Nutrition & bone health
Key vitamins for bone health — vitamin K1 and K2
by Dr. Susan E. Brown, PhD
While vitamin K is best known for its role in blood clotting, this nutrient also
plays an important part in the maintenance of healthy bones. Noted nutrition authority
Dr. Alan Gaby has suggested that vitamin K is as important to bone as calcium. So let’s follow Dr. Gaby’s lead and delve a little
deeper into its role in bone health.
Vitamin K is required for the synthesis of osteocalcin, the bone protein
matrix upon which calcium crystallizes. Osteocalcin provides the structure and order
to bone tissue; without it bone would be fragile and easily broken. Vitamin K also
aids in the binding of calcium to the bone matrix — in essence, it serves
as the “glue” that binds calcium onto the skeleton.
Just as vitamin K is central to bone formation, so it appears to play an
important role in fracture healing. Vitamin K levels fall during recovery
from fracture, and it appears that this nutrient is actually drawn from the rest
of the body to the site of fracture to speed
Vitamin K is not a single nutrient, but the name given to a group of vitamins of
similar composition. The two main groups that occur naturally are phylloquinone,
or K1, which is found in plant-based foods, particularly green leafy vegetables;
and the menaquinones, or K2, which are produced by bacteria in fermented
foods and to some minor extent in our intestinal tracts. In combination with vitamin D and calcium, both vitamins K1 and K2 increase bone quality. But
vitamin K2 is more bioavailable, longer lasting, and provides for greater increase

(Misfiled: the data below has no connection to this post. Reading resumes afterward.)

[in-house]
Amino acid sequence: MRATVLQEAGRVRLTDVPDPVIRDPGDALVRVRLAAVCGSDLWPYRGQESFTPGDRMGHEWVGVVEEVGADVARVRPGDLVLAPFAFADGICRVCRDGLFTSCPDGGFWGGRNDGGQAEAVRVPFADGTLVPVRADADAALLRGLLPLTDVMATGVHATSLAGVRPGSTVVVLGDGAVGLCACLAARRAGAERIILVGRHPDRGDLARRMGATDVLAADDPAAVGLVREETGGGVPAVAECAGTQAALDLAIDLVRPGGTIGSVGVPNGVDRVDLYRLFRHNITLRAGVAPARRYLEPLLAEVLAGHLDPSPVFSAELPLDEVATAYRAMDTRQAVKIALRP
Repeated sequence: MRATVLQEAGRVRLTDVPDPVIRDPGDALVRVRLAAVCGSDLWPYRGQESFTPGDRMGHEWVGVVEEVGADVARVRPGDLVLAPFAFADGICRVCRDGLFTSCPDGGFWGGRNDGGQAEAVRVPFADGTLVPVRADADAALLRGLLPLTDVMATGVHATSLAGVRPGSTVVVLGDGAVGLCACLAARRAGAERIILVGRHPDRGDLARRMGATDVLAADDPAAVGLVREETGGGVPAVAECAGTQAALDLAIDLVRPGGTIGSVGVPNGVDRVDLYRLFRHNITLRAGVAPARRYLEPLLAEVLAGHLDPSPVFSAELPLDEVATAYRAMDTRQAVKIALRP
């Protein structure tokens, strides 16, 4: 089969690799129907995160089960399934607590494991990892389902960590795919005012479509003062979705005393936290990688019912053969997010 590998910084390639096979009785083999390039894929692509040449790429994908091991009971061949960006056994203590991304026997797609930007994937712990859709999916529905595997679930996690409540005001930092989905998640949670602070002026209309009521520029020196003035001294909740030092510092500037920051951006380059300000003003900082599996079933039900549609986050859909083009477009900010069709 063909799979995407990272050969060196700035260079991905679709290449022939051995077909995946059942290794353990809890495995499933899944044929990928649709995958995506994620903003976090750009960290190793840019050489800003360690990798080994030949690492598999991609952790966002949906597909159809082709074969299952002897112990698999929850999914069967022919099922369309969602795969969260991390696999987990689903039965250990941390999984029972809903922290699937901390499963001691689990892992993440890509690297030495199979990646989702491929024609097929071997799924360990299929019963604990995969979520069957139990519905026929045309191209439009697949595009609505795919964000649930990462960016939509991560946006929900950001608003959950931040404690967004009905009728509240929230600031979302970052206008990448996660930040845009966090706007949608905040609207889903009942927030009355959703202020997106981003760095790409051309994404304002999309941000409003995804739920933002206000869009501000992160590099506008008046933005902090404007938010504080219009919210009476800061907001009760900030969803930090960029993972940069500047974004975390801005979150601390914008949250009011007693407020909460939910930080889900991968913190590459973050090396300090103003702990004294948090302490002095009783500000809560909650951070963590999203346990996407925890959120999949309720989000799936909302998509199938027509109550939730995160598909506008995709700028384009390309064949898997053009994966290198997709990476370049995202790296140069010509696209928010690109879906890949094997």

in bone strength.
The more we learn about K, the more we see how it takes on various forms and roles
in the body. To date most of the research has been done on K1. But a new wave of
research is now focusing on K2 — in particular the subset of K2 known as menaquinone–7,
or MK–7. This research documents the superior ability of MK-7 over K1 to enhance
both bone and heart health. Getting enough of the K2 forms of this vitamin has been
found to be especially important for healthy bones in patients being treated with
oral anticoagulants, such as warfarin (Coumadin). (Read more about vitamin K research at the Better Bones Foundation.)
Aside from getting K through dietary sources, vitamin K can also be produced in
the body by certain beneficial intestinal bacteria. Long-term use of antibiotics
compromise this process and can lead to vitamin K deficiency. Aside from oral antibiotic
and anticoagulant use, culprits in vitamin K inadequacy include the freezing of
foods, mineral oil laxatives, rancid and hydrogenated fats, radiation, impaired
fat absorption, sulfa drugs, and certain liver diseases.
To learn more, read my article on vitamin
K — the overlooked bone builder and heart protector.
Return to table
The Personal Program for Better Bones: the approach I recommend for naturally strong bones.
At the Center for Better Bones we promote an all-natural approach to bone regeneration
and repair that includes nutrition, diet, exercise, lifestyle guidance, and support.
The Personal Program for Better Bones is a convenient,
at-home version of this approach that was developed with Women to Women, one of America's premiere on-line women's
health websites. Working together, we've developed the most comprehensive approach
to bones health available today, and based on the 25 years of Dr. Brown's leading-edge
research in the field.
Questions about the Personal Program for Better Bones? Call toll-free at
Original Publication Date: 01/01/2009
Last Modified: 07/10/2012
Principal Author: Dr. Susan E. Brown, PhD